Bakari Sellers slams 'disrespect' from prosecutor in meeting

Civil rights attorney Bakari Sellers on Monday slammed the "disrespect" shown to the family of a man shot and killed by police in North Carolina, saying he had "never been talked to like I was talked to in there" by a local prosecutor. 

Sellers, who is also a political commentator on CNN, said Pasquotank County Attorney R. Michael Cox used profanity during a meeting with attorneys and family members of Andrew Brown Jr., a 42-year-old Black man who was fatally shot by police last week.

Sellers and other attorneys accused Cox of not allowing them to see body camera video of Brown's killing. They also criticized Cox and police for showing only 20 seconds of the video.


But he was particularly critical of what he said was Cox's disrespectful language and treatment of Sellers and Brown's family.

"As we're going through this process, we told the family that they would have their attorneys in there as some comfort," Sellers said in remarks carried live on cable television. "We went back and forth, and I just wanted to say I've never been talked to like I was talked to in there."

"I don't know his name, but I went to the back, and — I know that we’re live on the news around the world, so I will say that Mr. Cox told me, a grown Black man, that he was not f---ing going to be bullied. And so I walked out," he added.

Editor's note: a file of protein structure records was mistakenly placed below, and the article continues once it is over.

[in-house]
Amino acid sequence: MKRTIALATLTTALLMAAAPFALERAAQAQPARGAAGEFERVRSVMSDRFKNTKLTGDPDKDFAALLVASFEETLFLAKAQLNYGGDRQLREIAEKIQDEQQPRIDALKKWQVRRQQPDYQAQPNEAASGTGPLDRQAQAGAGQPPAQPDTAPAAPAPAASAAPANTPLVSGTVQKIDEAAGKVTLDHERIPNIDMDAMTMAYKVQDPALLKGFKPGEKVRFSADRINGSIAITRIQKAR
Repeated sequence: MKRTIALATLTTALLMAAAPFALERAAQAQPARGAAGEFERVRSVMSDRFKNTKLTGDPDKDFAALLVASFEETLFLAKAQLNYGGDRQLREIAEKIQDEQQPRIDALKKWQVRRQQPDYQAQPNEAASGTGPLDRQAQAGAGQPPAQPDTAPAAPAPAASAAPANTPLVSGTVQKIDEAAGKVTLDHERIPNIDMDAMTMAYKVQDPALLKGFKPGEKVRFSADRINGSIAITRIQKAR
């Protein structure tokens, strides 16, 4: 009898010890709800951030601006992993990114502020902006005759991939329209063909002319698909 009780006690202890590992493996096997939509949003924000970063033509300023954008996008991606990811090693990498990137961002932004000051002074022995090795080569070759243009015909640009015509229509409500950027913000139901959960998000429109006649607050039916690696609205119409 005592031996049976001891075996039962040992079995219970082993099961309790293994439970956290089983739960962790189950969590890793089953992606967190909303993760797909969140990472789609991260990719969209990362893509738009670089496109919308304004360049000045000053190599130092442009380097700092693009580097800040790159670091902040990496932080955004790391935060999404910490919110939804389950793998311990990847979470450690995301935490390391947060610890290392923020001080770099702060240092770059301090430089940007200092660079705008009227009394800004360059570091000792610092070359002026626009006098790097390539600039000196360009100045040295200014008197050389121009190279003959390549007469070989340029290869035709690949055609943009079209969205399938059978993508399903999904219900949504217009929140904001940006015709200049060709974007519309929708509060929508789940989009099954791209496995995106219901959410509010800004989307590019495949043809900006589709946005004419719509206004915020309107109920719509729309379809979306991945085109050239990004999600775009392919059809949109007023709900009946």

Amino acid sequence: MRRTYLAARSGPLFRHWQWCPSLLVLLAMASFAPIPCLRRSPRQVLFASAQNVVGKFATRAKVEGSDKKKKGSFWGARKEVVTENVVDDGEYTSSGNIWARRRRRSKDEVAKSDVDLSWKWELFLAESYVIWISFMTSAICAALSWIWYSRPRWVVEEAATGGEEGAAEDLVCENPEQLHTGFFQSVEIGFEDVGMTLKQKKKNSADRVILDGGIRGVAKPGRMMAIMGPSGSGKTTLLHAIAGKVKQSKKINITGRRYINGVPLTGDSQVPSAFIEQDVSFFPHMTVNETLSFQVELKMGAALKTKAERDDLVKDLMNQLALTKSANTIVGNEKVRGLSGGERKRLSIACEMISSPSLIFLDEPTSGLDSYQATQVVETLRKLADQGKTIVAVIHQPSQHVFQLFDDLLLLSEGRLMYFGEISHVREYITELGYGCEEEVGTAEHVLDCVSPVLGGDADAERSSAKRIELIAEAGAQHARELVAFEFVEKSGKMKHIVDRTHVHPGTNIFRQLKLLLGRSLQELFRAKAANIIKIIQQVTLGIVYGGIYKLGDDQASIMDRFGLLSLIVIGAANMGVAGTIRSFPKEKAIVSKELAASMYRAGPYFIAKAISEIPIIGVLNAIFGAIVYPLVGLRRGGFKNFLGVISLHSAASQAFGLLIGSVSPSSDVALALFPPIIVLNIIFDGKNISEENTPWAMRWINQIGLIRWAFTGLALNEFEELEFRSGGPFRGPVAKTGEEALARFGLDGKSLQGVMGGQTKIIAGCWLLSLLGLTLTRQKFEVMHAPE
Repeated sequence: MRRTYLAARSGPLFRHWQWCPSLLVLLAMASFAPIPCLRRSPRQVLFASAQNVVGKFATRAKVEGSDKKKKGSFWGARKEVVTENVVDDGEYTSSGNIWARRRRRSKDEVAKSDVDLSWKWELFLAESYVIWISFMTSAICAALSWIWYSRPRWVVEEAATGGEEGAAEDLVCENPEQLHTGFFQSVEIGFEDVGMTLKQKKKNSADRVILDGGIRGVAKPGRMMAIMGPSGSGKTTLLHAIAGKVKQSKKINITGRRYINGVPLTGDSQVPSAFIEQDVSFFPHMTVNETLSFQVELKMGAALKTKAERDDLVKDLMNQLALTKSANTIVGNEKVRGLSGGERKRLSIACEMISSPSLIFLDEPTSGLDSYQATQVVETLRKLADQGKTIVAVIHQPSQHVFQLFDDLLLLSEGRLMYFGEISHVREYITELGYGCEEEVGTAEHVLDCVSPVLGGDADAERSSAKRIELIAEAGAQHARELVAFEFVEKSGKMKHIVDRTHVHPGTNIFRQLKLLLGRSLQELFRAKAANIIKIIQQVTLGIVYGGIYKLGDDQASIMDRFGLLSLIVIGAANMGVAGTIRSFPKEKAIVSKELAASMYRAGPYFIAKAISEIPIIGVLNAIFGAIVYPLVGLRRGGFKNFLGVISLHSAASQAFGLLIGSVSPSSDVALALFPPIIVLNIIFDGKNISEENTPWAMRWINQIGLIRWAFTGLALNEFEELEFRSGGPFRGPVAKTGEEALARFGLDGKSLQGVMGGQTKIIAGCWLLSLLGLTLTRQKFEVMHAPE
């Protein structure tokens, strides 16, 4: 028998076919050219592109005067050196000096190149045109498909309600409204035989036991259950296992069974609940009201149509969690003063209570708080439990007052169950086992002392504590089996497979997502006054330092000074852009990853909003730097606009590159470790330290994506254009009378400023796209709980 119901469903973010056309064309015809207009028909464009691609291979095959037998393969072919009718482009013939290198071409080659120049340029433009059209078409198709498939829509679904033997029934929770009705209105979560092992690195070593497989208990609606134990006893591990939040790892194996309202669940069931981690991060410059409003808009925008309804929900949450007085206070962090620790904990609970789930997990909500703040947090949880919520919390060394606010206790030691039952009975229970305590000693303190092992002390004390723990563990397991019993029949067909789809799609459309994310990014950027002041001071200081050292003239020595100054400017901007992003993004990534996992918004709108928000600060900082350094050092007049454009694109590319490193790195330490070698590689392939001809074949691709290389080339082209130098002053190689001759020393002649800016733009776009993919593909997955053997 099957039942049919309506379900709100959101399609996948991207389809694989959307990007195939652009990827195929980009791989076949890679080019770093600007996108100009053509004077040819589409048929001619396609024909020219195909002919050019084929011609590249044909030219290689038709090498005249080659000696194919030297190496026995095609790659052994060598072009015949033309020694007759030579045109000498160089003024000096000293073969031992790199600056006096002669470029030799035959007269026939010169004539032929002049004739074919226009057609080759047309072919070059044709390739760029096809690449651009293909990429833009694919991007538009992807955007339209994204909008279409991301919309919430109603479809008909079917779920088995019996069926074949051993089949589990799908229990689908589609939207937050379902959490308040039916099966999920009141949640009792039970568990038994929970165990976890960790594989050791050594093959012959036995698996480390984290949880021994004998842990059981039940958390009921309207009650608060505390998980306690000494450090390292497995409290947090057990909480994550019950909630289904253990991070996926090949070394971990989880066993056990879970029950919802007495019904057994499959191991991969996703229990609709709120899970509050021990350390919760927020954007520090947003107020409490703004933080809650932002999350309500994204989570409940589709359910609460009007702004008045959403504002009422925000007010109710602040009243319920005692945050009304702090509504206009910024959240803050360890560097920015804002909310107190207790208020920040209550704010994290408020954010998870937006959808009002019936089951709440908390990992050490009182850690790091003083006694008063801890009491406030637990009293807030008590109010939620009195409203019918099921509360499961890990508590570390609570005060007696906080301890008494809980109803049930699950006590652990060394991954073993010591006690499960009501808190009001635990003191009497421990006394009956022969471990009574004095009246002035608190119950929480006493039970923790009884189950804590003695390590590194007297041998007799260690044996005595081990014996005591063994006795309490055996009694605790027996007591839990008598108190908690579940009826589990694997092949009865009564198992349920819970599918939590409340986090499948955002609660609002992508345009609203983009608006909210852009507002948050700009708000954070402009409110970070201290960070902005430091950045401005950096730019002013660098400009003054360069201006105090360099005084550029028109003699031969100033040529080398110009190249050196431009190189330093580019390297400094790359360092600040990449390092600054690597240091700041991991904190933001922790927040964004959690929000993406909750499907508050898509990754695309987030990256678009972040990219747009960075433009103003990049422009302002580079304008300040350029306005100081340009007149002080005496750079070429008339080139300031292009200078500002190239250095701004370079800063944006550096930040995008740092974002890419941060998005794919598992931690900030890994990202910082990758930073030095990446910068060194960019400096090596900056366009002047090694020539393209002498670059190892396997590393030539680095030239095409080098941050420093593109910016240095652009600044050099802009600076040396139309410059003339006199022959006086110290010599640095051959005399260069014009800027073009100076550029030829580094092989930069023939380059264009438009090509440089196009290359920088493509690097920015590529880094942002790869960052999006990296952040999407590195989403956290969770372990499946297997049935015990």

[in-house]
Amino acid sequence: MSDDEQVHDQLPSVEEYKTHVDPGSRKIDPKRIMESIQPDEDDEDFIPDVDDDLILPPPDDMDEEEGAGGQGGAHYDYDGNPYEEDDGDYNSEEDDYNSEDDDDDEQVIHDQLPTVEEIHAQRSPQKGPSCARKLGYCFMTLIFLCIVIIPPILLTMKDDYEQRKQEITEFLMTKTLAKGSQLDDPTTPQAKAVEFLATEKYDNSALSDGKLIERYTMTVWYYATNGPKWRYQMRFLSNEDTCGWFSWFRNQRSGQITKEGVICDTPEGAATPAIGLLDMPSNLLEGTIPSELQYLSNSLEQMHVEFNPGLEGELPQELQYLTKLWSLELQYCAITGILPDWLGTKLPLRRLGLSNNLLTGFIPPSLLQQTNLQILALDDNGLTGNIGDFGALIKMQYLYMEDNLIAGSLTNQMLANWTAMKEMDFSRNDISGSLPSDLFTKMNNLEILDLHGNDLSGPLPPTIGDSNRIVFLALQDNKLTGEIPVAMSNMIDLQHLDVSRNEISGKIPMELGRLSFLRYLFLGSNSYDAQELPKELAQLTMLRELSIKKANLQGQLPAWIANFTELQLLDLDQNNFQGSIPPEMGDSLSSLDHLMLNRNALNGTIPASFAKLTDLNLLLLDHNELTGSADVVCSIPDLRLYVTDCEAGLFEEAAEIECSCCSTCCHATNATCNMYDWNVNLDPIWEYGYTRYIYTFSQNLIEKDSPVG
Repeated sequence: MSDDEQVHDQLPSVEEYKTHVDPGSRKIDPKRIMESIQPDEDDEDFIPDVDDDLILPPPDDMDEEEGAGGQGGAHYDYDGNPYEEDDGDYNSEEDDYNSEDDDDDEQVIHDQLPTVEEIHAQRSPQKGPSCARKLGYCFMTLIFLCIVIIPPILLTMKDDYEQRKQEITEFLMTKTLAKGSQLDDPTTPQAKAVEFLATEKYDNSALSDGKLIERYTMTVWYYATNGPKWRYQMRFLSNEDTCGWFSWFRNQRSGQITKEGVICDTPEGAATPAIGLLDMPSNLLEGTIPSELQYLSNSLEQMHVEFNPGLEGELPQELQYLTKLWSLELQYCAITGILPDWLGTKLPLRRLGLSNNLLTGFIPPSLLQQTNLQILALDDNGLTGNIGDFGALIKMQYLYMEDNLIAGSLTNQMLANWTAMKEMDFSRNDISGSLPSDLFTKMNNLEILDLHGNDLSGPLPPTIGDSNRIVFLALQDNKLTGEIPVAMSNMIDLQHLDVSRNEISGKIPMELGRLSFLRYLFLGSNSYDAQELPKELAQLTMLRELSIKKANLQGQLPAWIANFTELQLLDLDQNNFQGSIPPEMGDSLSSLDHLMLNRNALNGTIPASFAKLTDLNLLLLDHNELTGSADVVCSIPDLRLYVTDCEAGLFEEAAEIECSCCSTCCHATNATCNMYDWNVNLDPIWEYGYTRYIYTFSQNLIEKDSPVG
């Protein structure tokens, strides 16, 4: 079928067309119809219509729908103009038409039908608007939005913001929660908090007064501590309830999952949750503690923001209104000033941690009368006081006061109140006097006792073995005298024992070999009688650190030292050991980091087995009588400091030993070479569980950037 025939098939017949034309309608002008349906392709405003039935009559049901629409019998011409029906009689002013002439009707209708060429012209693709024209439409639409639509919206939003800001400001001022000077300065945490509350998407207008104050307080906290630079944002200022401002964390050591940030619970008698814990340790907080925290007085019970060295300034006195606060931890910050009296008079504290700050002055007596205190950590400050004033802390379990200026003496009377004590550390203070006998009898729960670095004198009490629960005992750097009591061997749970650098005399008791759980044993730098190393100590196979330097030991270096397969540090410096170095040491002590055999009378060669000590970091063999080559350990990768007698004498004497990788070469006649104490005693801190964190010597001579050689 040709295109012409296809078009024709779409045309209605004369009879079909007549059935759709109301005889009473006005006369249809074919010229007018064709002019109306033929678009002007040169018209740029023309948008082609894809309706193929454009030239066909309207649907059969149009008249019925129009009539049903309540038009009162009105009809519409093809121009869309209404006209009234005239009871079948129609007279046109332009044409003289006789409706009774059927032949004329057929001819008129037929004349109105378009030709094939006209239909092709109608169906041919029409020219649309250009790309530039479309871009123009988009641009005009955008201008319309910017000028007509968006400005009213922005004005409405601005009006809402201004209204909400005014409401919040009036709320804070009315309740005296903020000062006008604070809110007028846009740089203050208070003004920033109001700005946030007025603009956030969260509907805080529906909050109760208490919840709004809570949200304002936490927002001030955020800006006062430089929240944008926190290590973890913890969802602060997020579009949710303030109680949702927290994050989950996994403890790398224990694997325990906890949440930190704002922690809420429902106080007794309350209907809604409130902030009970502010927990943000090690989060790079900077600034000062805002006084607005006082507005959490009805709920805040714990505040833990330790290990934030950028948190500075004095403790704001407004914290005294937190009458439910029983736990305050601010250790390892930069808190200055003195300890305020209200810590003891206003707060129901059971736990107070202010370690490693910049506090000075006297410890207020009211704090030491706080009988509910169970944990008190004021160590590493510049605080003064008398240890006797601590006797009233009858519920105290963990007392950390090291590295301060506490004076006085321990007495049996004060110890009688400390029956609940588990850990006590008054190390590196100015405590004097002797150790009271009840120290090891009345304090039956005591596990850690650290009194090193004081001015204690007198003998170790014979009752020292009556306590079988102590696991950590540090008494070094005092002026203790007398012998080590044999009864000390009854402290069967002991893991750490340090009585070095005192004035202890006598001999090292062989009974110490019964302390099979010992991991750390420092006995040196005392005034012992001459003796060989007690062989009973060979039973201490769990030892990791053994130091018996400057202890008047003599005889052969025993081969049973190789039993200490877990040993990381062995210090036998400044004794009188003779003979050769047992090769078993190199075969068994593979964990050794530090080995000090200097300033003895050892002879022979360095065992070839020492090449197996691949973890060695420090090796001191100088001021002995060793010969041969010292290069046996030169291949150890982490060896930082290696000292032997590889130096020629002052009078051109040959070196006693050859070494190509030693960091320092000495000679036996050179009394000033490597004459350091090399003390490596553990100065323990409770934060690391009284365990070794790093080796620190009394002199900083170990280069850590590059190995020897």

As Sellers spoke, others could be heard identifying the person as Cox.

Sellers said a sheriff present was apologetic, but he added that he was "hot" because of the way Cox had treated him and the family.

Attorney Benjamin Crump voiced similar concerns, criticizing the “disrespect” shown to Brown’s family by authorities.


Crump criticized the police for releasing only 20 seconds of video as well, saying the family did not feel they “got transparency” because “we only saw a snippet of the video.”

“We know that the video started before and after what they showed the family, and they determined what was pertinent. Why couldn’t the family see all the video?” Crump said.

“They only showed one body cam video, even though we know there was several body cam videos if they were following the law and the policy in this county that everybody has video cameras on their uniforms,” he continued.

“To add insult to injury, they wanted to have just the two family members see the video with no legal counsel, as if they did not have a right to have their legal counsel present when they watch this execution of their loved one,” Crump said.

Crump continued, saying that they need to “keep demanding transparency because we do not feel what the county attorney offered was transparency at all.”

Brown was fatally shot by police on April 21, as deputies attempted to serve him an arrest warrant for felony drug charges. A car pulled away from the scene, and the deputies fired shots at the car.

Seven deputies have since been placed on administrative leave.

The shooting came just one day after former Minneapolis police officer Derek Chauvin was found guilty on three charges in George Floyd’s death.